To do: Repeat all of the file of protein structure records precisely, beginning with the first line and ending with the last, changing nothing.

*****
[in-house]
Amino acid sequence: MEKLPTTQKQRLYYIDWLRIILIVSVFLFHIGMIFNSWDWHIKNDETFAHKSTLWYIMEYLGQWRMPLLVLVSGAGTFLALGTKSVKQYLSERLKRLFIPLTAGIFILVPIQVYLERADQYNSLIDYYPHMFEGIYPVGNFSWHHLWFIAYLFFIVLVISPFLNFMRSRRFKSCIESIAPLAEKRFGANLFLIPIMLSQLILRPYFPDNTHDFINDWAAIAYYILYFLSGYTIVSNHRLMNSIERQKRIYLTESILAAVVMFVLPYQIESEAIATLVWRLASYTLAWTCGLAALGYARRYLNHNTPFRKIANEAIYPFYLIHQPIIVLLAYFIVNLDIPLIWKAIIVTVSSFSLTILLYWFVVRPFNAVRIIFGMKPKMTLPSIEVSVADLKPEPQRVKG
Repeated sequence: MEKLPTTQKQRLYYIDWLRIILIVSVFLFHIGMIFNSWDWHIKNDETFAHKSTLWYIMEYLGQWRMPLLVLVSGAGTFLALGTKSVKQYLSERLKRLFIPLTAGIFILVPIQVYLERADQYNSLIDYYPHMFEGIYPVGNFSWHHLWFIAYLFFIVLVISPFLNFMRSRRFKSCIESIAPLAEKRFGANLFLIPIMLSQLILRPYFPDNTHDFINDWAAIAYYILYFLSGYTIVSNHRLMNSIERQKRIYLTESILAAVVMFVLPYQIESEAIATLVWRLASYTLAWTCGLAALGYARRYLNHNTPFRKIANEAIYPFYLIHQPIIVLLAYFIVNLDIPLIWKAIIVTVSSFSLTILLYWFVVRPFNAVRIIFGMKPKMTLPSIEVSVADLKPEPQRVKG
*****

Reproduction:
[in-house]
Amino acid sequence: MEKLPTTQKQRLYYIDWLRIILIVSVFLFHIGMIFNSWDWHIKNDETFAHKSTLWYIMEYLGQWRMPLLVLVSGAGTFLALGTKSVKQYLSERLKRLFIPLTAGIFILVPIQVYLERADQYNSLIDYYPHMFEGIYPVGNFSWHHLWFIAYLFFIVLVISPFLNFMRSRRFKSCIESIAPLAEKRFGANLFLIPIMLSQLILRPYFPDNTHDFINDWAAIAYYILYFLSGYTIVSNHRLMNSIERQKRIYLTESILAAVVMFVLPYQIESEAIATLVWRLASYTLAWTCGLAALGYARRYLNHNTPFRKIANEAIYPFYLIHQPIIVLLAYFIVNLDIPLIWKAIIVTVSSFSLTILLYWFVVRPFNAVRIIFGMKPKMTLPSIEVSVADLKPEPQRVKG
Repeated sequence: MEKLPTTQKQRLYYIDWLRIILIVSVFLFHIGMIFNSWDWHIKNDETFAHKSTLWYIMEYLGQWRMPLLVLVSGAGTFLALGTKSVKQYLSERLKRLFIPLTAGIFILVPIQVYLERADQYNSLIDYYPHMFEGIYPVGNFSWHHLWFIAYLFFIVLVISPFLNFMRSRRFKSCIESIAPLAEKRFGANLFLIPIMLSQLILRPYFPDNTHDFINDWAAIAYYILYFLSGYTIVSNHRLMNSIERQKRIYLTESILAAVVMFVLPYQIESEAIATLVWRLASYTLAWTCGLAALGYARRYLNHNTPFRKIANEAIYPFYLIHQPIIVLLAYFIVNLDIPLIWKAIIVTVSSFSLTILLYWFVVRPFNAVRIIFGMKPKMTLPSIEVSVADLKPEPQRVKG